As I close, I want to make one final observation of this word: Jesus is on a cross, and a crowd of people watches quietly while religious leaders and soldiers mock Jesus. This tragic and ironic scene reminds me of Luke’s parable of Lazarus and Rich Man. Not the content of the parable, but the juxtaposition itself. A Rich and a Poor man. Death and suffering on a cross gazing down at the living and the living gazing at and mocking death and suffering. The contrast is solemn and stark. The juxtaposition discloses the human condition, demonic power, and God’s grace. The ethicist, Arne Vetlesen, argues that all human beings–me and you–face non-optional conditions. These conditions are dependency, vulnerability, mortality, the frailty of interpersonal relationships, and loneliness. These conditions highlight the true and real precariousness of life.
Jesus and Lazarus are like us: they reveal the precariousness of life. Male or female, young or old, rich or poor, gay or straight, white, yellow, black, brown, or red… All of us are dependent, vulnerable, and mortal. All of us have experienced or will experience the frailty of interpersonal relationships and loneliness.
Like the Rich man who saw Lazarus at his gate everyday, there are people at the cross who watch but do nothing; but they, too, are also us. There are moments where we have witnessed someone suffer because of dependency, vulnerability, and mortality. We have seen relationships falter and loneliness set in. And this situation, so scandalous, so real, so shocking… Jesus’ suffering and death, like anyone’s suffering and death, reminds us of what could happen to any of us, and we become paralyzed or incapable mercy; or as Sobrino wrote, we become incapable of taking Jesus down from the cross. We don’t mock Jesus, but we don’t help him either. And that ain’t saying much about us. At least the dogs licked Lazarus’ sores.
The religious leaders and soldiers: they too, are also us. These two groups have power. Religious, militaristic, political, and economic power. These powers, religion included, have the ability to conceal dependency, mortality, and vulnerability. They have the ability to seemingly escape frail interpersonal relationships and loneliness. That is, all of us may feel that if we gain something, that if we wield some sort of power, we will be free of having to rely on someone or something; that we will be saved from the vicissitudes of life; that we may cheat death or at least prolong the inevitable. We may secretly harbor the belief that if we gain enough money or power or religious capital, all will flock to us and we will never be lonely. Or perhaps we feel that our interpersonal relationships will never be frail because we possess the ultimate interpersonal relationship.After all, God is on my side. It is interesting that the religious leaders and soldiers so concerned with saving the status quo mock Jesus lack of salvific power.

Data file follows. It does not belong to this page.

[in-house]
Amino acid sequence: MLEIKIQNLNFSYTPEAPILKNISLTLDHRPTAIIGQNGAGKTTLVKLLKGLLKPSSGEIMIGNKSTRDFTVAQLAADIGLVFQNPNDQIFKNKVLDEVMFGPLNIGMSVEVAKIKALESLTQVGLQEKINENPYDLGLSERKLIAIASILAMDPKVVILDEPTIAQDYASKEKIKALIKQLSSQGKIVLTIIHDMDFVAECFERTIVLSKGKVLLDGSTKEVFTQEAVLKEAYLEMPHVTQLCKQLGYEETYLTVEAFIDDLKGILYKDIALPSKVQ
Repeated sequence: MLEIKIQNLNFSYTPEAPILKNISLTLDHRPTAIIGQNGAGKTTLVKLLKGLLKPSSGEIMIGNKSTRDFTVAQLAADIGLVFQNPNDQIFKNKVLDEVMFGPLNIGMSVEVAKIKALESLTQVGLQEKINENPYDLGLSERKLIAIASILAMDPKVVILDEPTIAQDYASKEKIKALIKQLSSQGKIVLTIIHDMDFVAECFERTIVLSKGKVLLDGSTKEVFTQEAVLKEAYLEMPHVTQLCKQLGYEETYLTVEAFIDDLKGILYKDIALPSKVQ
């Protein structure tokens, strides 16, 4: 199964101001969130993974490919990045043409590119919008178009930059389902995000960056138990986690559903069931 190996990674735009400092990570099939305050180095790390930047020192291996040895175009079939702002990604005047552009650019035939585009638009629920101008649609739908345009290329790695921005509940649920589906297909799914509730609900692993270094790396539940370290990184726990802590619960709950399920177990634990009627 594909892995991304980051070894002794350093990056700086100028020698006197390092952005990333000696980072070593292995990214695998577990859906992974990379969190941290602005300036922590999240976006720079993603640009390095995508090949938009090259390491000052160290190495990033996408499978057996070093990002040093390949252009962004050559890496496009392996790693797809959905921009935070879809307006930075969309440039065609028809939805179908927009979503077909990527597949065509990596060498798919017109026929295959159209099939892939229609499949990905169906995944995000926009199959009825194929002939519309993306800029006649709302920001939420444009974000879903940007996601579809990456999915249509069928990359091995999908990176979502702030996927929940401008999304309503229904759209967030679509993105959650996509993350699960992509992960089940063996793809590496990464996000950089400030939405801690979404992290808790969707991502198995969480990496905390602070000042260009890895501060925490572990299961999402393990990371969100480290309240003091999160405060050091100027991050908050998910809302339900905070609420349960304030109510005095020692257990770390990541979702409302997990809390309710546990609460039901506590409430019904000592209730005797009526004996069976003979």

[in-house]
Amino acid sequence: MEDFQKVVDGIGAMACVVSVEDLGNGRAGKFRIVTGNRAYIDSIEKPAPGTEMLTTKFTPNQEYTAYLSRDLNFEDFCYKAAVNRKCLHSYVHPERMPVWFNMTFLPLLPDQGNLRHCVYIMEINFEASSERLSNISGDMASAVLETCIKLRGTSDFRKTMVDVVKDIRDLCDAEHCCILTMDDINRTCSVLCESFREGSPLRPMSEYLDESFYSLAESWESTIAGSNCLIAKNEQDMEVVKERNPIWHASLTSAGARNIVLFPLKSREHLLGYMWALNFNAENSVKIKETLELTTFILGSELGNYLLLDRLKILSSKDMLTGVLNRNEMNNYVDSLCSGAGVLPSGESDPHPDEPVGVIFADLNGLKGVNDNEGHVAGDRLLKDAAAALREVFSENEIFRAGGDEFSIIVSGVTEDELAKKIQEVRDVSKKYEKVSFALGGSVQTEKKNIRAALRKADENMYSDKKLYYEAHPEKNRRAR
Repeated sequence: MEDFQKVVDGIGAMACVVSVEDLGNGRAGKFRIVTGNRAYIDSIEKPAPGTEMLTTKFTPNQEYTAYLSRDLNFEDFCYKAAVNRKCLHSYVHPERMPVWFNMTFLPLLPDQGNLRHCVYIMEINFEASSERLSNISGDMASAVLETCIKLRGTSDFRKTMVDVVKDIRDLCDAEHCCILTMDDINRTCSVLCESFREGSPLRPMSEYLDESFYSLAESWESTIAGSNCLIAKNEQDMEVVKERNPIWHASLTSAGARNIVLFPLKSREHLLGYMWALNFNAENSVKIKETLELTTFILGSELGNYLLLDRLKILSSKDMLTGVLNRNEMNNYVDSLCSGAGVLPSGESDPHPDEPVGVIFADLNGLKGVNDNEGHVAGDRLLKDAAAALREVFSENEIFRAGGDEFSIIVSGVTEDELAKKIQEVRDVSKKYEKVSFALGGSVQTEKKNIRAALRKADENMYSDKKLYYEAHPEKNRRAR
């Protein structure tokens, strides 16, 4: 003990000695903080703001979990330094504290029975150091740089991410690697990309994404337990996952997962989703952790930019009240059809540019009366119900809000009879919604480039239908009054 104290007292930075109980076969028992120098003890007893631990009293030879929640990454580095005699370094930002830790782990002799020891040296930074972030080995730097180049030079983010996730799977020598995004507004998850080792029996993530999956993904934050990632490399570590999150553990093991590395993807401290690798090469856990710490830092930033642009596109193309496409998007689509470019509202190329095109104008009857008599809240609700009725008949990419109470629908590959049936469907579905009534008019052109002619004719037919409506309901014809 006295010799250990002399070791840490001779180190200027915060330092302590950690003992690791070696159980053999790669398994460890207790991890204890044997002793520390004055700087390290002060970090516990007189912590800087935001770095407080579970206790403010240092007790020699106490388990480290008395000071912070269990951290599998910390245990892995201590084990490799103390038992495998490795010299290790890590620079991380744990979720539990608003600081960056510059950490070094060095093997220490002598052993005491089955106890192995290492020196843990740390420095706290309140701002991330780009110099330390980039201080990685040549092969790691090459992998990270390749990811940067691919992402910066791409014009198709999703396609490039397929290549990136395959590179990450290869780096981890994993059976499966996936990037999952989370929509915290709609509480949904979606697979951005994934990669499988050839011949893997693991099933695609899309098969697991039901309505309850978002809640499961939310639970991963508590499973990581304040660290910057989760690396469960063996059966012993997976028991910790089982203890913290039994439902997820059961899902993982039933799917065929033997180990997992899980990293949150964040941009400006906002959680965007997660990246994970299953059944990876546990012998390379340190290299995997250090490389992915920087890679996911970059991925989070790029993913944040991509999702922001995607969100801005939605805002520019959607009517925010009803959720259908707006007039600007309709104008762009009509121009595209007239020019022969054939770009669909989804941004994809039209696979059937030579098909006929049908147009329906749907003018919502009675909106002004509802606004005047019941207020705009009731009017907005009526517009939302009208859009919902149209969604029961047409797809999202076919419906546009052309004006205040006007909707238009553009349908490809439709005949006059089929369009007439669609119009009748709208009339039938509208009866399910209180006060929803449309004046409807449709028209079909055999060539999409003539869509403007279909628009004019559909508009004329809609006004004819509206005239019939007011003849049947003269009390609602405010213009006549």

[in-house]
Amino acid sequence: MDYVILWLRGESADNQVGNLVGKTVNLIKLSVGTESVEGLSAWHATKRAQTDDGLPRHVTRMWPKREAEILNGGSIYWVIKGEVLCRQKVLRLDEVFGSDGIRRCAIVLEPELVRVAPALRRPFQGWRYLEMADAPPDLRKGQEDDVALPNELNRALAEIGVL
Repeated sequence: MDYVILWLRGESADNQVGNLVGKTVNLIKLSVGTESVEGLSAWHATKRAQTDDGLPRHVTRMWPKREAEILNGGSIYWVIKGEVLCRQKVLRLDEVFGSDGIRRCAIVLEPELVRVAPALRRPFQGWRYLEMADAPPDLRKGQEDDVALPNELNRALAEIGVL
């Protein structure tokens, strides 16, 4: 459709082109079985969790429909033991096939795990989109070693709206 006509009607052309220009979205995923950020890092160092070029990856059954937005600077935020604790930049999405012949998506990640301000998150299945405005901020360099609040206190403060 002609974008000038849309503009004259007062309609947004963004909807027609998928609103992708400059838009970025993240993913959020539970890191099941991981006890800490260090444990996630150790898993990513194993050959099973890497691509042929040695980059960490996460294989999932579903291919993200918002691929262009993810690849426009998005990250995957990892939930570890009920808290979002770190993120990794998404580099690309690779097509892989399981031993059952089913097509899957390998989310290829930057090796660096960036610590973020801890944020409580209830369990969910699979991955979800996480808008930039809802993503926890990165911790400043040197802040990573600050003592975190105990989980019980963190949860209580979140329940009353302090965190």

Vetlesen writes that evil occurs when we harm or kill each other in order to gain relief from our own vulnerability. This evil becomes demonic when our harming or killing is said to be necessary and for the sake of God or the good or the state/nation. And once institutionalized, this evil becomes endemic to fabric of our social relationships. The tragic irony of Jesus on the cross, the silent majority, the religious leaders, and the soldiers is that we are all of them, victims and victimizers, though some more often than others. And let’s be very clear about that: everybody didn’t want and didn’t aid in the crucifixion. Injustice is real and differentiating between the crucified, the crowd, the leaders, and the soldiers is the task of all who are called to a life of love, mercy, and Justice.
Lord, we need your grace and your mercy, there are times we don’t know what we are doing… But you have told us what to do. In the words of Jon Sobrino, we must remember the principle of mercy. With Spirit of the Living God as our ever-present help, we must take the crucified down from the cross.
Faith, Hope, and Love
©2014 M. J. Sales